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'Peaking' Titans Come To Indy For Vital AFC South Showdown

Intro: Indianapolis Colts general manager Ryan Grigson talks about Sunday’s big AFC South Divisional matchup against the Tennessee Titans at Lucas Oil, including why he thinks the Titans are “peaking” in recent weeks.


INDIANAPOLIS — Ryan Grigson will always remember the first time he met DeMarco Murray.

The year was 2011, and Grigson was in his final year as the Philadelphia Eagles' Director of Player Personnel before coming over to Indianapolis as the Colts' general manager the following season, and the Eagles brought in Murray for a Top 30 prospect visit before the NFL Draft.

"Still to this day I gauge a handshake by DeMarco Murray's," Grigson said of Murray, whom the Dallas Cowboys would end up taking in the third round that year. "I mean, he about crushed my hand in my office in Philadelphia."

Not surprisingly, that same "man about business" approach on the field has paid off for Murray in the NFL.

He comes into Sunday's game against the Colts at Lucas Oil Stadium second in the NFL with 930 rushing yards. In all, he's ran the ball 191 times (for a 4.9 yards-per-carry average) with eight touchdowns, while he also has 37 receptions for 259 yards and two receiving touchdowns.

He's been a huge reason behind the Titans' recent offensive surge; in two November games — contests in which Tennessee scored 35 and 47 points, respectively — Murray is averaging 5.6 yards per carry, including 17 carries for 123 yards — and a season-long 75-yard scamper — with a touchdown in last week's 47-25 victory over the Green Bay Packers.

He had a solid game Oct. 23 against the Colts in Nashville, running 25 times for 107 yards and a touchdown, but Indianapolis was able to pull out a 34-26 victory. Grigson knows Murray could be an even bigger factor in Sunday's rematch.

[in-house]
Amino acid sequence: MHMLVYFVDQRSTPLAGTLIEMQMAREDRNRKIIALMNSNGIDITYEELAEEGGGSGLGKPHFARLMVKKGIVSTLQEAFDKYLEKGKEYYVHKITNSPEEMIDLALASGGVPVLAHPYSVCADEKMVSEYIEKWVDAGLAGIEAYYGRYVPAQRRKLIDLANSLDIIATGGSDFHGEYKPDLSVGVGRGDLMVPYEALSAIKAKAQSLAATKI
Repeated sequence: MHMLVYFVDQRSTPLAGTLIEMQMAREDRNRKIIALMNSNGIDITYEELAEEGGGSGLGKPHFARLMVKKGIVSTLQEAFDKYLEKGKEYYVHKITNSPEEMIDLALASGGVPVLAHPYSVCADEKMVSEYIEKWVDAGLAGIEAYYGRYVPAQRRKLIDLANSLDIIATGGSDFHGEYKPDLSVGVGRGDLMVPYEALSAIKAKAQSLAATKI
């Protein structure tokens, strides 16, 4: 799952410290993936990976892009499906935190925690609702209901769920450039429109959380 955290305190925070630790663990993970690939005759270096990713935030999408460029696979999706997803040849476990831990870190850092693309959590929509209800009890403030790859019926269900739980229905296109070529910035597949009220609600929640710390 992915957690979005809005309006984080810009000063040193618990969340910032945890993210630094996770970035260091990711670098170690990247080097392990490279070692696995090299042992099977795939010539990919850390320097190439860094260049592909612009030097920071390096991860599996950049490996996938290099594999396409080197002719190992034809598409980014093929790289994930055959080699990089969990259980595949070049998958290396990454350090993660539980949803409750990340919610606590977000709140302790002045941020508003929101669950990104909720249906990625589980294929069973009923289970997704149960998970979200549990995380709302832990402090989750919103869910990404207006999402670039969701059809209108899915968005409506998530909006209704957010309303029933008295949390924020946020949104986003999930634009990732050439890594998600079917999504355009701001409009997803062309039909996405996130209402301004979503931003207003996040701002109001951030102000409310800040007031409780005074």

"He's strong, he's got more quickness and burst than you'd think for a guy his size," Grigson said of Murray, who stands at 6 foot 1 and weighs a solid 220 pounds. "He runs hard, he's an every-down back, he can block — he can do a lot of things for you. But, again, he is a guy that runs under his pads, and you better be bringing it all four quarters, because he's a guy that can wear you out."

Much of Murray's success this season can be attributed both to improved offensive line play, led by left tackle Taylor Lewan, and the continued development of second-year quarterback Marcus Mariota.

Mariota — the second-overall pick in last year's NFL Draft — has seen his completion percentage take a serious rise in recent weeks, completing almost 82 percent of his passes for 270 yards and two touchdowns three weeks ago against the Jacksonville Jaguars, and completing 73.1 percent of his throws for 295 yards and four touchdowns last week against the Packers.

Grigson said the emergence of Mariota, matched with Murray's production, has made it clear that "it's kind of all coming together" for the Titans.

"They made big plays last week, there's some trickeration in their game, the quarterback runs a spread option and zone-read stuff, and that can get you off kilter," Grigson said. "And he's developing from the pocket now. And that's something that I think has really come along for him. He's making throws from the pocket now and kind of his maturation is happening before your eyes, and they're something to contend with."

The Colts (4-5) know they have to win at home on Sunday to keep up with the Titans (5-5), who sit a game in the win column behind the AFC South-leading Houston Texans (6-3), to continue to have a realistic shot at contending for a playoff spot down the stretch.

To do that, Grigson said his team's performance at home — where Indianapolis is just 2-2 so far this season — must improve.

He expects the home crowd, as it has always been, to be loud and proud at Lucas Oil Stadium, making things difficult for that up-and-coming Titans offense to concentrate.

"Every weekend we need them, and need them to be as loud as possible. There's been some with the roof open, with the roof closed, that you can't hear yourself think — we need that type of environment, obviously," Grigson said. "We need to have that kind of tradition when people come in here. And we've got to build a tradition of winning at home, and get back on track in that respect."

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